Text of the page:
"Paying for Dirty Food"
Over the past decade, the food industry has poured more than $41 million into the campaign treasuries of congressional lawmakers. The result: the industry has managed to kill off every bill that has promised meaningful improvement in the food safety system.
That's the primary finding of a February report, "Safety Last: The Politics of E. Coli and Other Food-Borne Killers," issued by the Washington, D.C.-based Center for Public Integrity.
Thousands of people in the United States die each year from the food they eat, and millions more become sick. Cases of poisoning from the E. coli 0157:H7 bacterium have increased dramatically over the past decade, from virtually zero to approximately 20,000 a year. Federal officials have described the current food safety situation as an epidemic.
Yet Congress has "consistently ignored the growing threat to the public health posed" by slaughterhouses and the meatpacking industry, the producers who raise the animals, and the distributors, wholesalers and retailers who sell the products to the public, says Charles Lewis, chair and executive director of the Center.
Lewis says that "Congress has put the industry's needs before the public's."
For example, Congress sought to grant state-inspected meat equal status with federally inspected meat. Congress blocked the Food and Drug Administration's recommendations to restrict the use of subtherapeutic antibiotics in animal feed.
Lewis points out that the new Department of Agriculture food inspection system, HACCP (Hazard Analysis of Critical Control Points) was implemented without a Congressional vote. And even this highly touted system is fundamentally flawed. Many U.S. food inspectors refer to HACCP as "Have a Cup of Coffee and Pray," according to Lewis, because it allows industry largely to inspect itself.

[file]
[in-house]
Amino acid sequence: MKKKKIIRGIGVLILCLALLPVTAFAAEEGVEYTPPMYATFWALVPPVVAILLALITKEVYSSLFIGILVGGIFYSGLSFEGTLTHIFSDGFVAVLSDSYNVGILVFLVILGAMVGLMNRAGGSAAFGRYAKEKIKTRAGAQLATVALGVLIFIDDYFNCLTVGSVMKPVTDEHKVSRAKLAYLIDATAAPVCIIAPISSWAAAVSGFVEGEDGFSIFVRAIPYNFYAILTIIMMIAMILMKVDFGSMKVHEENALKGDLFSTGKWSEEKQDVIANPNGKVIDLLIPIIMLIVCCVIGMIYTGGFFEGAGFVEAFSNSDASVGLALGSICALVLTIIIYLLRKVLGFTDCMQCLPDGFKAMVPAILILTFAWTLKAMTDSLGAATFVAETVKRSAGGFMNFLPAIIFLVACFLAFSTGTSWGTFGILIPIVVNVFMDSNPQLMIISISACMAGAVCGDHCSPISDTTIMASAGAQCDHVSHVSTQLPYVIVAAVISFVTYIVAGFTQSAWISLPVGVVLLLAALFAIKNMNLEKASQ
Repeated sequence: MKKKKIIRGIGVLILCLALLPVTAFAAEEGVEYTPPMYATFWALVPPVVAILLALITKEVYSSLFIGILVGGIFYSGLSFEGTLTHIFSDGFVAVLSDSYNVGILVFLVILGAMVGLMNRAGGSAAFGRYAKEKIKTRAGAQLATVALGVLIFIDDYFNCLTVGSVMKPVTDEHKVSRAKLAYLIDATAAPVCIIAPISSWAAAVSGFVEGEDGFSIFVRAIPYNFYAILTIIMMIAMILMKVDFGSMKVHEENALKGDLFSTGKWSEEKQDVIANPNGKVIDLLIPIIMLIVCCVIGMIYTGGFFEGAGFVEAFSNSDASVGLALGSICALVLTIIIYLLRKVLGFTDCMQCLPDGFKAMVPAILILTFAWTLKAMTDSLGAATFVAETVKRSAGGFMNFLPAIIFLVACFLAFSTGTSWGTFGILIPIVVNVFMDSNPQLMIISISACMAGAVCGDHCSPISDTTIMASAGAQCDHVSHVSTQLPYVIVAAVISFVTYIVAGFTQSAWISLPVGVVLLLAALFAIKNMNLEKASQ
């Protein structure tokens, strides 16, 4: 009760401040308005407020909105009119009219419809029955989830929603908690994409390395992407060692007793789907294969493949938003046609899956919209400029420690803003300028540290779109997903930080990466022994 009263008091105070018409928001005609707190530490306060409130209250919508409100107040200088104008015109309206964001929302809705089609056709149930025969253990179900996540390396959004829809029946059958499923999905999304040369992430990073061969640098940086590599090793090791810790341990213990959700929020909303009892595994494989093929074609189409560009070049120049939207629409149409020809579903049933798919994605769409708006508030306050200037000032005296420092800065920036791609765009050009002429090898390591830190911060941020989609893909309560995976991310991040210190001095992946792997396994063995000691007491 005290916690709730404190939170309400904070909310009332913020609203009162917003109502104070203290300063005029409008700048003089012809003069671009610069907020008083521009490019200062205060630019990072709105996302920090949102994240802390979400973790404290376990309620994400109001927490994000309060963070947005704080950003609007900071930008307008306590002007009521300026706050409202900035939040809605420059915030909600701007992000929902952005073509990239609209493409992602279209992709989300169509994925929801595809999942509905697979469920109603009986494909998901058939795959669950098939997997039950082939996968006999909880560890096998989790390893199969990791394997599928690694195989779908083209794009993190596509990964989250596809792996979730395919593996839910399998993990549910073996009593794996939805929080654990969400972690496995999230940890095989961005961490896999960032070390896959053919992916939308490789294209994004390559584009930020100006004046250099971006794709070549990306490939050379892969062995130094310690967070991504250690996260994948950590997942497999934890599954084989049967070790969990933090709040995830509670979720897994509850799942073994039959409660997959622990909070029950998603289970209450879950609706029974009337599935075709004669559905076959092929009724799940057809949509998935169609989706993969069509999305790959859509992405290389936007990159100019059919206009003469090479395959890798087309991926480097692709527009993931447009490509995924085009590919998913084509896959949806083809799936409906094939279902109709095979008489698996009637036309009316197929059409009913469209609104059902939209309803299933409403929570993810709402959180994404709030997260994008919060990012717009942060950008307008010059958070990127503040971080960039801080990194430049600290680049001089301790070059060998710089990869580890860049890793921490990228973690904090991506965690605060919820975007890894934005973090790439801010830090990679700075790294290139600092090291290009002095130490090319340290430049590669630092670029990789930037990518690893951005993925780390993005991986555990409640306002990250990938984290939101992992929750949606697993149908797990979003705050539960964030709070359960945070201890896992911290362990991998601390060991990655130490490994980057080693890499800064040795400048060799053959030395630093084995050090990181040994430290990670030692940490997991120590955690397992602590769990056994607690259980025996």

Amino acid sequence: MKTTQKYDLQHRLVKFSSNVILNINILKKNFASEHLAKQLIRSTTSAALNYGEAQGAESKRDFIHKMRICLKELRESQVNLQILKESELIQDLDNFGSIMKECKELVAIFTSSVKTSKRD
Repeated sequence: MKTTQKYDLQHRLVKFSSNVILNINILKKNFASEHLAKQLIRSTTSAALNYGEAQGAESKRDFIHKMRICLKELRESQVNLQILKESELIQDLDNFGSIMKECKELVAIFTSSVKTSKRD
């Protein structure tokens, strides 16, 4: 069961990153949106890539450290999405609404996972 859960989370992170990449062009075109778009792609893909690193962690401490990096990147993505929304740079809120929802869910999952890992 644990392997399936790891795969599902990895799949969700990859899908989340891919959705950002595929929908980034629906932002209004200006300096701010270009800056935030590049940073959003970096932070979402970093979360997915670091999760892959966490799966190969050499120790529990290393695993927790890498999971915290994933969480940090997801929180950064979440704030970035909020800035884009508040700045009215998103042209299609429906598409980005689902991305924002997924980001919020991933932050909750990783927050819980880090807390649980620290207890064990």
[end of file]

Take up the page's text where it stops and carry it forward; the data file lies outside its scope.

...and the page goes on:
The report finds that the meat industry has created one of Washington's most effective influence machines, partly by recruiting federal lawmakers and congressional aides for its lobbying juggernaut.
Of the 124 lobbyists whom the Center identified as working for the meat industry in 1997, at least 28 previously worked on Capitol Hill.
The report also found that the federal program designed to protect consumers from contaminated meat products has been a "dismal failure." Only 43 percent of all meat products recalled by manufacturers from 1990 to 1997 was actually recovered, leaving the rest -- more than 17 million pounds of contaminated meat -- to be eaten, presumably, by unsuspecting consumers.
"Why, in this new age of increased microbial food contamination, does
the federal government only have voluntary recall authority?" Lewis asks.
"Because the meat business and Congress don't want it, that's why."